"You're enjoying this too much." Valerie said as they pulled away. There was the sound of gunfire after them, and a bullet smashed the rear window and exited through the soft-top leaving a jagged hole in the fabric. The Porsche was too fast for them to be caught through and they were soon leaving them in their dust.
"You okay?" Richard asked, glancing over at his colleague.
"Yeah I think so. You?" she replied, rubbing the back of her neck.
"Whiplash is gonna hurt like a bitch in the morning." He warned. "But so far so good. Sorry about your car."
She just shrugged. "Let's just get this done." She spoke through gritted teeth.
They drove in silence the rest of the way, apart from the directions that Valerie read off the GPS on her phone. Soon they were pulling up outside the ornate gates of a large property. The android security guard on the door listened to their explanation and used retinal scanning to confirm they were who they said they were. Despite having all of the personality programming of an MX, it still managed to look unimpressed at the state of their vehicle and dubious at allowing them access, but eventually the gates were opened and they were allowed into the compound.
Richard drove up the tree-lined driveway and then pulled up outside the large 19th century mansion. The senator and her assistant were already stood outside awaiting them, having been notified by the guard. The assistant was still dressed in a figure hugging trouser suit and looked every bit the professional. By comparison, the Senator was dressed in an old cardigan, yoga pants and slippers, she had no make up on and her usually immaculate hair was in disarray. Surprisingly, her look was a comfort to Richard, he hated politicians and their phoney personas but here she was looking like a normal human. He could tell Valerie was less impressed though and probably thought she'd had time to at least dress the part for their meeting.
Richard got out of the car, feeling a little stiff, the effects of the car crash already setting in, but he ignored it and held out his hand, shaking that of the Senator and then her assistant.
"Sorry about the lateness of the hour Senator. I'm Detective Richard Paul and this is my colleague Detective Valerie Stahl. We've uncovered something disturbing and feel you'd be the best person to speak to about it."
"What on earth happened to your car Detective? Are you both alright?" McAndrews asked, astonished.
Richard glanced over his shoulder at the sports car, there were scrapes and dents along the side towards the rear, tail light smashed and rear hubcap missing. It could've been worse but he dreaded to think how much it would cost to get fixed on such an expensive car. "Ma'am, someone really didn't want us getting this information to you."
"Well, then you'd best come inside and tell me what you've found." She said, holding the door open for the pair of detectives to enter. She smiled at her assistant, "Madga, put the coffee on dear, I think it's going to be a long night."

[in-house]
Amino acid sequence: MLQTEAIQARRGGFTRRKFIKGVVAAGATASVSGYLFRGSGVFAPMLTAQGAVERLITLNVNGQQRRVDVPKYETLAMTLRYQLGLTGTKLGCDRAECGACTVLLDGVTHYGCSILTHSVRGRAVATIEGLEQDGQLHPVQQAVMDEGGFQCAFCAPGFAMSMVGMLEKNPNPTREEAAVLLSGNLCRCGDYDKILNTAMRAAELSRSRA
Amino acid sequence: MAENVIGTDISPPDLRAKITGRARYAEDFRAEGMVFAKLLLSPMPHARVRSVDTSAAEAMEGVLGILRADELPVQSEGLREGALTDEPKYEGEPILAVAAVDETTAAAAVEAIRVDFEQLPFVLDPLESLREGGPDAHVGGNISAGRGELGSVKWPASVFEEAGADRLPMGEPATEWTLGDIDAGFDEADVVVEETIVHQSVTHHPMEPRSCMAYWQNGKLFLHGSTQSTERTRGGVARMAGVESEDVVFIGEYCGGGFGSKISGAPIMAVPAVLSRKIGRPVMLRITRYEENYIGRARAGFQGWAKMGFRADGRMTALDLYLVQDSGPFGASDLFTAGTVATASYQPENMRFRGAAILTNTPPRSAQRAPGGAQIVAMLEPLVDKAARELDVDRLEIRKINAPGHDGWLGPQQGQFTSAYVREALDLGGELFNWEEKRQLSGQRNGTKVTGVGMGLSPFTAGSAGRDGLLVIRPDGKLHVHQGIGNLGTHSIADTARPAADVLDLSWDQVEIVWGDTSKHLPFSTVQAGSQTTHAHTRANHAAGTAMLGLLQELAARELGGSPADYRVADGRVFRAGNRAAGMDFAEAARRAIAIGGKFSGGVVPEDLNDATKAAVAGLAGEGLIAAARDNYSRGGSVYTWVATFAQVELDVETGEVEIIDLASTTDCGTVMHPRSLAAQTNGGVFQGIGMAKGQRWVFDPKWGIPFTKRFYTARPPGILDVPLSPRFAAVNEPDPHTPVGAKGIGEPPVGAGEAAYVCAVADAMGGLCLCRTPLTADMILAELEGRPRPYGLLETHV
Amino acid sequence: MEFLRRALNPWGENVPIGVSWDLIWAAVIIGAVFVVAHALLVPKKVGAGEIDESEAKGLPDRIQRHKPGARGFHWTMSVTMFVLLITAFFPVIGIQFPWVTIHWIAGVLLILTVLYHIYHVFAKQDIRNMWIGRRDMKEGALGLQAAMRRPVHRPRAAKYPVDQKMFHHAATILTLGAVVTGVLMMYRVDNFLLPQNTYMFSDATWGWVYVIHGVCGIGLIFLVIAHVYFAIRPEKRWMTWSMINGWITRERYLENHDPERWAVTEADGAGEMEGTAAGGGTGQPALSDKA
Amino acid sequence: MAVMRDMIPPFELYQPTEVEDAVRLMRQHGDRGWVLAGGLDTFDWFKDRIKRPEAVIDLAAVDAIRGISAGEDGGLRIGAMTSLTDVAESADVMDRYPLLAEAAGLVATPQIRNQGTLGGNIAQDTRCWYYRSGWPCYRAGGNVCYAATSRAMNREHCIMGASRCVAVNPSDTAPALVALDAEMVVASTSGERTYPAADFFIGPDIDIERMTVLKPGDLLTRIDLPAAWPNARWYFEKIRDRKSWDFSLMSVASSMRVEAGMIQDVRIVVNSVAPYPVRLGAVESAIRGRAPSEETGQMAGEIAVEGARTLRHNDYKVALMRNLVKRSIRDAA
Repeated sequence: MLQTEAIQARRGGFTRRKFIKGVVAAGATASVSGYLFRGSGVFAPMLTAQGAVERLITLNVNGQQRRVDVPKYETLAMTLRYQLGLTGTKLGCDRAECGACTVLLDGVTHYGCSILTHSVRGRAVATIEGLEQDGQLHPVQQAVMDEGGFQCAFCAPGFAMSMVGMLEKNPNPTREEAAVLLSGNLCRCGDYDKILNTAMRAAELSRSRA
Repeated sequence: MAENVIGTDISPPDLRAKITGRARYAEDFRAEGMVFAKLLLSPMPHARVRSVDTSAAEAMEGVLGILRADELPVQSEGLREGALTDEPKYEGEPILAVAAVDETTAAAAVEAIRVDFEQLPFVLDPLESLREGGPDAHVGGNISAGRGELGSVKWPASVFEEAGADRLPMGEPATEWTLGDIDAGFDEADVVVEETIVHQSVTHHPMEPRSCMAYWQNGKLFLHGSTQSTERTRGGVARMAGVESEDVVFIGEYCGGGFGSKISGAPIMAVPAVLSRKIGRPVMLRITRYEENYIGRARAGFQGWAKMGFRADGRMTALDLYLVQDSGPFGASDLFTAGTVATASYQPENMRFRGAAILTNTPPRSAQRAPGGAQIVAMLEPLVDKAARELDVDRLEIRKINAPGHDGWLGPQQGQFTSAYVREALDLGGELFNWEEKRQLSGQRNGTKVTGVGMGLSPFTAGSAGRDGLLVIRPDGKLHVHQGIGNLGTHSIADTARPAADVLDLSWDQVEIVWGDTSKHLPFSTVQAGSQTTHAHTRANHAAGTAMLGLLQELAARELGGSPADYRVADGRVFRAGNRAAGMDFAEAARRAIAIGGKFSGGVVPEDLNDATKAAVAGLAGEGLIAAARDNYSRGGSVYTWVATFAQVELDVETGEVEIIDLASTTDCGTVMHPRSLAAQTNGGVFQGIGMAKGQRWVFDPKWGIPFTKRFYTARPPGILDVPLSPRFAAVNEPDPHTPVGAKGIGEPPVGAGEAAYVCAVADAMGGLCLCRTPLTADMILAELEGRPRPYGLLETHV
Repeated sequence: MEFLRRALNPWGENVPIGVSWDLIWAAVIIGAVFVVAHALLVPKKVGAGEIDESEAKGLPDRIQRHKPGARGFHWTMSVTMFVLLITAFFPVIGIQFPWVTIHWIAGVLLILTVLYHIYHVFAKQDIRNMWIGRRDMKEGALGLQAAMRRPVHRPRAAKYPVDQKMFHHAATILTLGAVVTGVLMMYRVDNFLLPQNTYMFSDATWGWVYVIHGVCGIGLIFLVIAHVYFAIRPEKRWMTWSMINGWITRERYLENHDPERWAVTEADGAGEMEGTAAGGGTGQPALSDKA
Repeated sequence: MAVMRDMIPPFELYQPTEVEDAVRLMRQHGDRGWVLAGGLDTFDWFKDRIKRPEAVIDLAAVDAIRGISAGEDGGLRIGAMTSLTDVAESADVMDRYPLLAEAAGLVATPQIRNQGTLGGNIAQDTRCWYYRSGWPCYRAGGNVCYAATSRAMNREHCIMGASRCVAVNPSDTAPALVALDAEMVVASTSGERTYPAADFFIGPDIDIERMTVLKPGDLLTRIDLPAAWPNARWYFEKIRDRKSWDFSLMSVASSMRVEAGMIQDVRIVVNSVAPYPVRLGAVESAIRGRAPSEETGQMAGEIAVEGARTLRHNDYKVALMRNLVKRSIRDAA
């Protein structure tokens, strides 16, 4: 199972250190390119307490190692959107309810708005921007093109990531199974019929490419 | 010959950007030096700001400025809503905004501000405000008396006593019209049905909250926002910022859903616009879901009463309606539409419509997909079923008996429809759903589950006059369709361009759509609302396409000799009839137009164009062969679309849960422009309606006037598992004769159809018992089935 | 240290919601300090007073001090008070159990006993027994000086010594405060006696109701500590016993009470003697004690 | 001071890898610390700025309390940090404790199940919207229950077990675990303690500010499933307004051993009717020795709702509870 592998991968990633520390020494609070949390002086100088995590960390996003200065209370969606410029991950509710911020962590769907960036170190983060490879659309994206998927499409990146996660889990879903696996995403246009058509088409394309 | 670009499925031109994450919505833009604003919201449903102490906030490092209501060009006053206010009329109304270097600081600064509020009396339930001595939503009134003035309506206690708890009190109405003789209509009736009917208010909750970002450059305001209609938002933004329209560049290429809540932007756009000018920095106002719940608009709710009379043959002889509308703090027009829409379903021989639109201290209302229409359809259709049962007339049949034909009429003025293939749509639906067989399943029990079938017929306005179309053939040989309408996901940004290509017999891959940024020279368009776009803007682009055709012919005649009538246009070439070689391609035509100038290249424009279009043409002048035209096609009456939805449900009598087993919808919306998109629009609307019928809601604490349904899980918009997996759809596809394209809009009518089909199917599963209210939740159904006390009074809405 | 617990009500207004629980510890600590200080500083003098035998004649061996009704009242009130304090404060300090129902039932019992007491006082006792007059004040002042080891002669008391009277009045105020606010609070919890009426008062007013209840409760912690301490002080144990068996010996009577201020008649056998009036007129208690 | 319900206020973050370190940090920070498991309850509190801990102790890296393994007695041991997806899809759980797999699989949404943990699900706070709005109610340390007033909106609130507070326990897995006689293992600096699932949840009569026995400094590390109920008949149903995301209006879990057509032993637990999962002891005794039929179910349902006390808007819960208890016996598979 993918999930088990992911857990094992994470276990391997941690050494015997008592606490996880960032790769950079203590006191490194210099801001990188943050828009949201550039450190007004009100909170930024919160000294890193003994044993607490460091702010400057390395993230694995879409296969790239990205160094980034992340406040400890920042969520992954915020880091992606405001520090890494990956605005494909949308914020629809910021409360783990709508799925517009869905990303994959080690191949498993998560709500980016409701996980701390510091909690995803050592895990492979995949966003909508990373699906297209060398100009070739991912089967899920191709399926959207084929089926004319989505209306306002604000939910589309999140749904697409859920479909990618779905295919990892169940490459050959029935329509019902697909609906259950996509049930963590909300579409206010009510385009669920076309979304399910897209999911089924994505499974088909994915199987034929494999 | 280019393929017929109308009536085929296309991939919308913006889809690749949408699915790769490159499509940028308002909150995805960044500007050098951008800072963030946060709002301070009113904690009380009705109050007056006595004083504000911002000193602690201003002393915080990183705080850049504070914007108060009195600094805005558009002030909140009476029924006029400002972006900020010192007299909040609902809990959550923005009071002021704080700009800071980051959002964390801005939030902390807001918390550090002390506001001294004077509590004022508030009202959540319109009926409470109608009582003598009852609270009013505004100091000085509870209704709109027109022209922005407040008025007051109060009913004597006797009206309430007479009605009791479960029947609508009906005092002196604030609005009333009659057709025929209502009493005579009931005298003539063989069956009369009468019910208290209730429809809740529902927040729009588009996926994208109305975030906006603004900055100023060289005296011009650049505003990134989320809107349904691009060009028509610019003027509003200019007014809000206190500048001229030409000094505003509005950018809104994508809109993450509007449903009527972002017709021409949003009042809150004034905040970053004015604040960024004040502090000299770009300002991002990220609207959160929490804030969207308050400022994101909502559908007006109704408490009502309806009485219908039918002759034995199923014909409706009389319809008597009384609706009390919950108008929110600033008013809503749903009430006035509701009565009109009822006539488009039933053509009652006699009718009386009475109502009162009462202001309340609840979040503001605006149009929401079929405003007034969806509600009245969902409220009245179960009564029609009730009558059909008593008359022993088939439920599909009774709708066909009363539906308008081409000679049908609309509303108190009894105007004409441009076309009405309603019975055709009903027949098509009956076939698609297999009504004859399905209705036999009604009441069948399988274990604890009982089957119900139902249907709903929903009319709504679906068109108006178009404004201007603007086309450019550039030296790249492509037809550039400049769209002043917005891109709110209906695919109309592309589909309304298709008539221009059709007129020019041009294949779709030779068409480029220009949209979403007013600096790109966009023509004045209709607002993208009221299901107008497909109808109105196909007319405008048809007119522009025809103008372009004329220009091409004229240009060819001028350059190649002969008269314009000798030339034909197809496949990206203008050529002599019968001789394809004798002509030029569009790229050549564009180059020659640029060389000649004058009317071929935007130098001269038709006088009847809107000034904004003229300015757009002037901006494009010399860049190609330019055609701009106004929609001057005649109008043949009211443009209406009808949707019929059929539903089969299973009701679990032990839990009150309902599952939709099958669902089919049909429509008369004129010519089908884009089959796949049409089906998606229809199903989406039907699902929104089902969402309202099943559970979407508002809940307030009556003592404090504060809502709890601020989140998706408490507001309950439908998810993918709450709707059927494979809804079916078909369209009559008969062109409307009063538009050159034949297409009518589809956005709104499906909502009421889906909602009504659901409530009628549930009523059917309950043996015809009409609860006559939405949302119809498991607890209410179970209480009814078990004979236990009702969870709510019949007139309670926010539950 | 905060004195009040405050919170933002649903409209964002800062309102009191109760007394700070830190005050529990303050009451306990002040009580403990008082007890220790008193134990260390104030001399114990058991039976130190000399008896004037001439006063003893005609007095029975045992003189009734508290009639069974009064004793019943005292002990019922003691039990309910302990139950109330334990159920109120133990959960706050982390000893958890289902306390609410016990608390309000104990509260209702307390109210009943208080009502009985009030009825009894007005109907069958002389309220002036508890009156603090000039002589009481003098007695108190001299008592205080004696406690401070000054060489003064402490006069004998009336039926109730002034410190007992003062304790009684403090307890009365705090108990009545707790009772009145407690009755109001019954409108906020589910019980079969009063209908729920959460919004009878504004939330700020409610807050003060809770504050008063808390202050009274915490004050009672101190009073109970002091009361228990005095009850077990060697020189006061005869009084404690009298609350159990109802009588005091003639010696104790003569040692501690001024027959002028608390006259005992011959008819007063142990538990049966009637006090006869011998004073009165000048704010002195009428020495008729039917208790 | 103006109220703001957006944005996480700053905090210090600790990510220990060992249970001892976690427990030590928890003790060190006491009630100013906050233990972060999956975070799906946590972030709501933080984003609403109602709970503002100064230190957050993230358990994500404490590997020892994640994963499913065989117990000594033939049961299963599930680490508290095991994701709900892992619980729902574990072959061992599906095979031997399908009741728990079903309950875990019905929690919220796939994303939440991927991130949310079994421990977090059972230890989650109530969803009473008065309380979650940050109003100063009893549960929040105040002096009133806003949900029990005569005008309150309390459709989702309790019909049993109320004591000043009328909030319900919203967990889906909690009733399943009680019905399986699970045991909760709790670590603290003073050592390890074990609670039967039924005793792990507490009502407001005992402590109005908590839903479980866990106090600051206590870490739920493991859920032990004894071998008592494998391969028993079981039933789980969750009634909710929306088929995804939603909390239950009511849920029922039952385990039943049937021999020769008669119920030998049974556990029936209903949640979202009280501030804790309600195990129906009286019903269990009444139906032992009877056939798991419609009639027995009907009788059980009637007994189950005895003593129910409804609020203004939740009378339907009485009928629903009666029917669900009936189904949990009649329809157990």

Dorian had shut most of his functions down days ago to conserve power, leaving him with physical functioning, cognitive functioning, visuals, speech and audio. His personality had taken a hit more as a result of the low power rather than him fiddling with his parameters and as a result he was a lot less chatty than usual, only speaking when necessary, mostly to voice his opinions on John's suicidal plans. But the humans weren't listening to him anyway so he had decided to stop. For John, this reckless behaviour was to be expected, and in a way he was thankful, as it showed him that the battered man in front of had refused to sink into the depressed lethargy that Dorian knew he was prone to. The fact that Captain Maldonado seemed to have given up her better judgement and was running headlong into danger with him was a puzzle. But he knew that for the two of them this was a war they'd started years ago and they needed it to be over.
Not having access to all his usual systems was unnerving. His synthetic soul was an ingrained part of who he was, it influenced his thoughts and what he felt about things, but he still made most of his decisions based off analysis of data and calculating possible outcomes. It wasn't John's way at all, the infuriating human had told him more than once "never tell me the odds!", usually as he was about to fly in the face of reason and do something stupid. It had taken a chance movie night at Rudy's place before Dorian had realised that John had been quoting an old sci-fi character that he clearly felt an affinity with, there had been more than one quotation from that film that Dorian now recognised as part of John's usual repertoire. But what worked for John, would not work for Dorian and he stll felt more assured being able to confirm with logic and reasoning that the choices he made were right. Walking around with half his functions inactive was a bit like doing things blindfolded. He was tempted to bring up his scanning software to check on his friends, at least then he could make a fair assessment on their physical ability to complete this next mission, although he could already guess at what it would reveal; elevated stress indicators, racing heartrates, too much adrenaline and too few energy reserves. The signs of pain and fatigue were evident and if he could actually quantify the inflammatory indicators in their blood or see the pain receptors flare in their nervous system, then he knew it would only upset him further. Perhaps he was starting to see John's side after all.